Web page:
A total of six interviews (face-to-face) with the participants and the interviewer took place at the outpatient Neurology clinic in Linköping and Uppsala. The interviews were held at the clinic where they attend in two cases in agreement with the participants in a quiet room where they felt comfortable and were not disturbed.

In one case (P1) the interview took place in another clinic (Linköping) by one of the authors who had not met the participant before. In one case (P4), the interview was performed in a nursing home where the patient was admitted because of his deteriorated condition.

Two repeated interviews were carried out with participant 2 and 3. The two authors (SGB and AML) prepared a semi-structured interview guide for the purpose of the interview (Table 2). The interview guide was provided after discussion with experts in qualitative research (GF, AML) in the research group. The reason for choosing specific questions rather than generally asked ones was the speech difficulty (dysarthria) of the participants that did not allow for long discussions (the rationale behind making two interviews for two of the participants at different occasions). The questions were based on previous experiences on qualitative research with other patient groups suffering from chronic disease, and on clinical experiences.

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Table 2. Interview guide.

Question number 1, 2, and 8 were open-ended questions that let the patients speak freely about their lives. Every time the patient brought up a specific aspect of the disease and her experiences of it, we tried to encourage her to tell us more about the specific thoughts and feeling of it (Would you tell us more? How were your personal experiences?) Regarding ITB therapy, the questions were more specific because it was easier for patients to answer and we also considered the time aspect (not longer than 180 minutes).

The questions were not pilot -tested before the current study. The interviews were conducted by two of the authors (SGB, AML) and started with an introduction. Both authors were female; SGB had no prior experience in qualitative research, whereas AML had previous training and experience. The interviews lasted between 30–90 minutes, depending on the participants’ speech ability, and were audio-recorded. Field notes were made both during and after the interviews.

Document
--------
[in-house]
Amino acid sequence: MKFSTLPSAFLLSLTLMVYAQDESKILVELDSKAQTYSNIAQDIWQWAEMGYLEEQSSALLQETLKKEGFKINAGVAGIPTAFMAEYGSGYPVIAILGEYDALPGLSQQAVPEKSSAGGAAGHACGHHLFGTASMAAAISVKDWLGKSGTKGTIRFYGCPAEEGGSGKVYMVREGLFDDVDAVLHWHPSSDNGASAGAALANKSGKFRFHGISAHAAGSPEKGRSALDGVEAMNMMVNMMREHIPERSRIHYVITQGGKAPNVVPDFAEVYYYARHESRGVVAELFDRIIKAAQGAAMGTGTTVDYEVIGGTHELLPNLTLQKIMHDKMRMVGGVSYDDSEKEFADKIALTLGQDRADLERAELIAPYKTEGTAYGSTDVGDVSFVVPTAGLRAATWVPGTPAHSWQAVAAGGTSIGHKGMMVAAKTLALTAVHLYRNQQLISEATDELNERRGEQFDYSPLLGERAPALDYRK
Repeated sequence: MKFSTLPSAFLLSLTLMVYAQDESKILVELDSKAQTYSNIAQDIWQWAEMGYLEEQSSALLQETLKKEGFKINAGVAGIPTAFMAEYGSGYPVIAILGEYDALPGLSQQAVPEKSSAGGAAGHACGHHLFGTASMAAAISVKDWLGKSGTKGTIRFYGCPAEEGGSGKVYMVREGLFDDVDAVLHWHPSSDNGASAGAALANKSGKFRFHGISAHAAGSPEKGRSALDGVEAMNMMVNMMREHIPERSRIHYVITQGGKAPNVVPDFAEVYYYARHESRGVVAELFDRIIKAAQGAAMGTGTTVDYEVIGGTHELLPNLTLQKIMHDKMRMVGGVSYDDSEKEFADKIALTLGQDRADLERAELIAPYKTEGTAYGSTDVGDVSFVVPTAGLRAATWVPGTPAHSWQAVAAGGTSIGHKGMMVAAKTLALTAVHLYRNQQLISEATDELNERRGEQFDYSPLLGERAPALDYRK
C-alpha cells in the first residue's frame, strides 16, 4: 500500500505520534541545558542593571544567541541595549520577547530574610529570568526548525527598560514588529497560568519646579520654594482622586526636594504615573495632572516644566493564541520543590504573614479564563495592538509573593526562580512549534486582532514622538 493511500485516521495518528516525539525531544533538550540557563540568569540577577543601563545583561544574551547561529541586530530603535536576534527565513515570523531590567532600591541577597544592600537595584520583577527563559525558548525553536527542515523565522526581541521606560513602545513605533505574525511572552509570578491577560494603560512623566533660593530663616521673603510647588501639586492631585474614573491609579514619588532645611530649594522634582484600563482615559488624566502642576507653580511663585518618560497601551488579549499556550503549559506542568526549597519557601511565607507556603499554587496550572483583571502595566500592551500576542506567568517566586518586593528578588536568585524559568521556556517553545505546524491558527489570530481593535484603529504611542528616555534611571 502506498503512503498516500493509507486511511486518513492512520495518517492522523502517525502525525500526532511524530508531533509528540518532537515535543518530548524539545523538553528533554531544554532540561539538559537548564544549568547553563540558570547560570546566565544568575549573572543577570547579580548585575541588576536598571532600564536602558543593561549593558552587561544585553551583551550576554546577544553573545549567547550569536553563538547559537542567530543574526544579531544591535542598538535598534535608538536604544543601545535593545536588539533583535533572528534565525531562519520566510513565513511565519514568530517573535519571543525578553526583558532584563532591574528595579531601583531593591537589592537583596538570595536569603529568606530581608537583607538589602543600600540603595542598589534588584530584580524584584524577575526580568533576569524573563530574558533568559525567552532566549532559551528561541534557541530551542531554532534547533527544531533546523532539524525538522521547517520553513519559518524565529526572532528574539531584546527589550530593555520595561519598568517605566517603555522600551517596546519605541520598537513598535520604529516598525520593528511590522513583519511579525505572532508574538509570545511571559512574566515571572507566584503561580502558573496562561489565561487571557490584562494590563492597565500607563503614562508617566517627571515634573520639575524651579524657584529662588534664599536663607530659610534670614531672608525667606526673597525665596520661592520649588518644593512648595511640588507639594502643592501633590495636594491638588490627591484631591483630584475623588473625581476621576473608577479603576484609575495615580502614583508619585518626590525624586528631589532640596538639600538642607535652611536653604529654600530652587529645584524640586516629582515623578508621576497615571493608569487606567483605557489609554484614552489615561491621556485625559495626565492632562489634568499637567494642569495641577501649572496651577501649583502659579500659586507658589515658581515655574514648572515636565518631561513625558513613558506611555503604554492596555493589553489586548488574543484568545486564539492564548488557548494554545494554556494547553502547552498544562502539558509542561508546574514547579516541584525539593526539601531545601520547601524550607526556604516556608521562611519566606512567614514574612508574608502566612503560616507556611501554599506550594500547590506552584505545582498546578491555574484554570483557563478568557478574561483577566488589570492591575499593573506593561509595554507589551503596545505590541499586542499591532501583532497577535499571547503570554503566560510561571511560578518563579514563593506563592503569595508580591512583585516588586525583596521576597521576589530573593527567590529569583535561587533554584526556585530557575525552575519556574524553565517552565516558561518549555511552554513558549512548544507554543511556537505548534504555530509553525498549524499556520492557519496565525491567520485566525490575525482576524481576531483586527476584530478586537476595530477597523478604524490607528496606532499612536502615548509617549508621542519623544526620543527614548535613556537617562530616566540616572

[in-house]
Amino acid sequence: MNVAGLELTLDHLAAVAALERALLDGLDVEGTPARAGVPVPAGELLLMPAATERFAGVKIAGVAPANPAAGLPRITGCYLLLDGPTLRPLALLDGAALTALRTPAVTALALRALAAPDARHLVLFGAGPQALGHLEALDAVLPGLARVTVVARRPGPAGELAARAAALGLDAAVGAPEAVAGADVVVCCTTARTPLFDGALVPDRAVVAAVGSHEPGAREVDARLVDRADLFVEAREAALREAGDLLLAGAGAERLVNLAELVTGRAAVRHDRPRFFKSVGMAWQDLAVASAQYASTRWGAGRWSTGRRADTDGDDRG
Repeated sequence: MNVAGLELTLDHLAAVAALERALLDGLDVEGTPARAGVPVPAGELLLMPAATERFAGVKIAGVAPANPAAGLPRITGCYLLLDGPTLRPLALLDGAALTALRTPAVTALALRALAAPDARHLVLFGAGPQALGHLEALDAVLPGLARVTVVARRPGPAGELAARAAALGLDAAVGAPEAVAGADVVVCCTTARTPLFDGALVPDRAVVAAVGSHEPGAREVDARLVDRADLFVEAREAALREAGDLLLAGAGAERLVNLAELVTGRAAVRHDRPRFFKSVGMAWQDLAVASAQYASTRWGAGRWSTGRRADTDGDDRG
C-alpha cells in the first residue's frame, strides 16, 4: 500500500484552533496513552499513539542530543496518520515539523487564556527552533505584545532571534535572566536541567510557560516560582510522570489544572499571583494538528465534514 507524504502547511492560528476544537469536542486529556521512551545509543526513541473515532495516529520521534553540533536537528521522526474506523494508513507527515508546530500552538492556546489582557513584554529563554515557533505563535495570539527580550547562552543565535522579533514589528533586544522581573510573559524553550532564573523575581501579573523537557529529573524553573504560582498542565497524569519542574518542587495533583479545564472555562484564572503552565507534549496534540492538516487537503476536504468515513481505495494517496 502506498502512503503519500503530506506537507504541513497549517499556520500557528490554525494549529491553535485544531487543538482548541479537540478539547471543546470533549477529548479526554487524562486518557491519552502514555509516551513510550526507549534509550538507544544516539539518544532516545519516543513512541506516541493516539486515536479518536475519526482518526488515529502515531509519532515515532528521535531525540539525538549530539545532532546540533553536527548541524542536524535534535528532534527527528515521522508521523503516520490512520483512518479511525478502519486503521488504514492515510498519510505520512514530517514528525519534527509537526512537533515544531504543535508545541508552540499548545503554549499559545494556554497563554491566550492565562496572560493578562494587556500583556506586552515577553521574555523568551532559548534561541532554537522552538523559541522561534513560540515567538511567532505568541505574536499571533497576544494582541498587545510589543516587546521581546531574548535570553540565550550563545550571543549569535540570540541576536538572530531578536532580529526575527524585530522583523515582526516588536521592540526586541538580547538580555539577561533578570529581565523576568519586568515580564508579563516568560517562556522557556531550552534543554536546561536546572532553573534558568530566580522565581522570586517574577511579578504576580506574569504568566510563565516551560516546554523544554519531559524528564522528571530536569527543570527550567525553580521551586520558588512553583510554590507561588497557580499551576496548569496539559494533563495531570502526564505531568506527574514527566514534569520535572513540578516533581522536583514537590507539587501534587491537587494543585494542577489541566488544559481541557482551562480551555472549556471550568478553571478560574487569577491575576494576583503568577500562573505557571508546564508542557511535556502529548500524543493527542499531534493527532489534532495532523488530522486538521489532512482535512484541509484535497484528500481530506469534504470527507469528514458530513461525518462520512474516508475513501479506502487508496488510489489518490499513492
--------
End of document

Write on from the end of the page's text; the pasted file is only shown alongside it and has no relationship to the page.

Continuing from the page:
The interviews were transcribed verbatim, which means that every word, sound and silent period was written down, and documented as a text. The text was then analyzed according to content analysis guidelines by Graneheim and Lundman [19]. First, in order to get a sense of the whole, the transcribed interviews were read through several times. In the next step, meaning units were identified in the text. This step did not follow common grammatical and linguistic rules, and the division was rather based where a shift of meaning could be discerned. The meaning units were in the next step condensed and coded. Codes with similar content were brought together and labeled as categories. Each of these categories reflected the experiences perceived by the participants in the study. Examples of the analytical procedure where participant quotations are presented to illustrate the categories are summarized in Table 3. All authors were involved in the content analysis process with GF as leading and experienced researcher in qualitative research analysis. No software was used to manage the data. The transcripts were not returned to participants for comment and/ or correction. However, the participants have been provided feedback on the findings at their regular visits to the clinic.

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Table 3. Examples of the analytical procedure.


The interviews identified one overall theme and five categories, and thirteen subcategories of living with ataxia and ITB therapy, all of which are presented in Table 4. The overall theme that emerged from the analysis was living in the present/ taking one day at a time. This theme covered the main categories, which are exemplified by quotations relating to patients’ experiences (Table 3 and S1 and S2 Tables). The following categories were elucidated: 1) Uncertainty about the future as a consequence of living with a hereditary disease; the disease 2) Impact on life as a whole 3) Influence on personal life in terms of feeling forced to quit employment, and 4) Influence on daily activities, 5) ITB therapy; advantages and disadvantages.

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Table 4. Overview of the overall theme, the five main categories, and the thirteen subcategories.

  1. Uncertainty about the future as a consequence of living with a hereditary disease

full article at http://journals.plos.org/plosone/article?id=10.1371/journal.pone.0180054